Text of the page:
iteration = 12 actual error is less than 2^L where L = -11549
iteration = 13 actual error is less than 2^L where L = -23101
iteration = 14 actual error is less than 2^L where L = -46205
iteration = 15 actual error is less than 2^L where L = -92412
iteration = 16 actual error is less than 2^L where L = -100004
this took 2.02 seconds
@
\section{Adaptive Precision}\label{Adaptive Precision}
Our implementation of Newton\apostrophe s method is very wasteful. In this
section we will learn how to improve it by the method of \emph{adaptive
precision}.
The idea is simple. We start with a working precision of, say, $2^{-16}$, and
start Newton\apostrophe s method. When our iterates stop to improve, we double
the exponent of the working precision (if this brings us above $m + 6$ we take
$m + 6$) and continue. In this way, only the last iterations use the full
precision and hence we gain enormously.
We have only a constant number of iterations for each working precision and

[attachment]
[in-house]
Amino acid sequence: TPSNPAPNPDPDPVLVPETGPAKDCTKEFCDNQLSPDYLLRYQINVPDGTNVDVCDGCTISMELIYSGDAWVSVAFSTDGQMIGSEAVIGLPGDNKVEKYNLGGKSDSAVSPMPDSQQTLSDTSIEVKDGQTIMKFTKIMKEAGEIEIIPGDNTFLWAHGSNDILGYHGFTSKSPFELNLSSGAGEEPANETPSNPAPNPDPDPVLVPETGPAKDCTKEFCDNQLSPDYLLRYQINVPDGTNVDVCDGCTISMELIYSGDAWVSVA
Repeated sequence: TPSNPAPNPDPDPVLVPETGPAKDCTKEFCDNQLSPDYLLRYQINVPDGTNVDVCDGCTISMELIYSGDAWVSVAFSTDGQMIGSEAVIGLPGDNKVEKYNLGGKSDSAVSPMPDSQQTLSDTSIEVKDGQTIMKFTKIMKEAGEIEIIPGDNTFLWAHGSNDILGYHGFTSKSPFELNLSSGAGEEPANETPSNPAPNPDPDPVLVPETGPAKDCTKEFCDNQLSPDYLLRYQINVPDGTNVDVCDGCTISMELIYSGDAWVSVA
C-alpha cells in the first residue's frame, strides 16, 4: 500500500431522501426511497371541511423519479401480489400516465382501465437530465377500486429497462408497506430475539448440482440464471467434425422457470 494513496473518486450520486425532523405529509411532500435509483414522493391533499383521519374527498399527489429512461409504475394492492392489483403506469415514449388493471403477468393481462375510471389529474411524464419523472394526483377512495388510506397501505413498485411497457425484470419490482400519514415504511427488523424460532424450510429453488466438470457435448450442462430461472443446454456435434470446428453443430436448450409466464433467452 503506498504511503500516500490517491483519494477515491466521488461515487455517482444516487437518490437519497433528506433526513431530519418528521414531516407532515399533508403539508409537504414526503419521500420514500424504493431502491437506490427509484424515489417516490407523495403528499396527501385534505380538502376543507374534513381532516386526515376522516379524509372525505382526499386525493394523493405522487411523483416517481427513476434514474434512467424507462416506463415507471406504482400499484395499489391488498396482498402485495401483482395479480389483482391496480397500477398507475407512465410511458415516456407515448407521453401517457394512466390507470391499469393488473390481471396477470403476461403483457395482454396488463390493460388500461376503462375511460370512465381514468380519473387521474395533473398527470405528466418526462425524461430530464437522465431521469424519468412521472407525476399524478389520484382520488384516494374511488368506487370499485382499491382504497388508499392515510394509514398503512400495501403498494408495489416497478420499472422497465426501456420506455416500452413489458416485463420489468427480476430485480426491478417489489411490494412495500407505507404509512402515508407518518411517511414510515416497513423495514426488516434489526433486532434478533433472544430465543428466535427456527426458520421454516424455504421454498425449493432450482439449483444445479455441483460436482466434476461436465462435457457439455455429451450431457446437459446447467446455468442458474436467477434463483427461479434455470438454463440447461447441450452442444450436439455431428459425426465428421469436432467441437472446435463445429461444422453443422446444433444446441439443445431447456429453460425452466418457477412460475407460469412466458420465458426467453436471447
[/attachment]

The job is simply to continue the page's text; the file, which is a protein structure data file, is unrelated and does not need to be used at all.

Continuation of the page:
hence total running time is $O(\sum_{1 \le i \le \ceil{\log m}} M(2^i)) =
O(M(m))$. We thus safe a $\log m$-factor.
<>=
#include
main(){
while (true)
{ int m = read_int("\n\n\nmaximal error less than 2^{-m}; m = ");
double a = read_real("\na double value between 1/4 and 1, a = ");
float T = used_time();
int ma = 16; // actual precision
bigfloat::set_precision(ma);
bigfloat xold;
bigfloat xnew = 1;
bigfloat A(a);
int iterations = 0;
while ( true )
{ bigfloat epsilon = bigfloat(1,-ma - 6);
bigfloat Epsilon = 33*epsilon;
do{
xold = xnew;
xnew = (xold + A/xold)/2;
iterations++;
bigfloat::set_rounding_mode(TO_INF);
bigfloat::set_precision(4*ma);
bigfloat est = 2.0 * abs(xnew*xnew - A);
cout << "\n\niteration = " << iterations;
if ( est == 0 ) cout << " actual error is zero";
else cout << " actual error is less than 2^L where L = " << ilog2(est);
bigfloat::set_rounding_mode(TO_NEAREST);
bigfloat::set_precision(ma);
} while ( abs( xold - xnew ) > Epsilon );
if ( ma >= m + 8 ) break;
ma = leda_min(2*ma,m+8); bigfloat::set_precision(ma);
cout << "\nincrease of working precision to " << ma << " bits.";
}
cout << "\n\nthis took " << used_time(T) << " seconds";
}
return 0;
}
@ The following is a sample run of the program. Observe that we are more
ambitious now and ask for the computation of the first $10^6$ binary digits.
@c
maximal error less than 2^{-m}; m = 1000000
a double value between 1/4 and 1, a = 0.56543254
iteration = 1 actual error is less than 2^L where L = -3
iteration = 2 actual error is less than 2^L where L = -9